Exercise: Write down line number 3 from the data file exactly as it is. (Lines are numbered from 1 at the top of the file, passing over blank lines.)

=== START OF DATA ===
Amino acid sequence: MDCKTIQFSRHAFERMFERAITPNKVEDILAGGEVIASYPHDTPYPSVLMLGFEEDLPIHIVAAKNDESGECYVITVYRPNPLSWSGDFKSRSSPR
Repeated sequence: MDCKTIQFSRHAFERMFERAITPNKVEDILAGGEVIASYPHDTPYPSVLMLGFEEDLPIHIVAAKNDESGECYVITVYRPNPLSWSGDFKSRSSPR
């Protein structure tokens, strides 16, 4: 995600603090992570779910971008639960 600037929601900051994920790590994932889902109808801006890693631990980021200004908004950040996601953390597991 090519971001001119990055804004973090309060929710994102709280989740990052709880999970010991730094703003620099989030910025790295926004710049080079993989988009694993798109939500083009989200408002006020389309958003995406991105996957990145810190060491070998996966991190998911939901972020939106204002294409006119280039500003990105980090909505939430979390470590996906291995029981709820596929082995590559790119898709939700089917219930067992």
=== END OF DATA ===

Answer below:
């Protein structure tokens, strides 16, 4: 995600603090992570779910971008639960 600037929601900051994920790590994932889902109808801006890693631990980021200004908004950040996601953390597991 090519971001001119990055804004973090309060929710994102709280989740990052709880999970010991730094703003620099989030910025790295926004710049080079993989988009694993798109939500083009989200408002006020389309958003995406991105996957990145810190060491070998996966991190998911939901972020939106204002294409006119280039500003990105980090909505939430979390470590996906291995029981709820596929082995590559790119898709939700089917219930067992």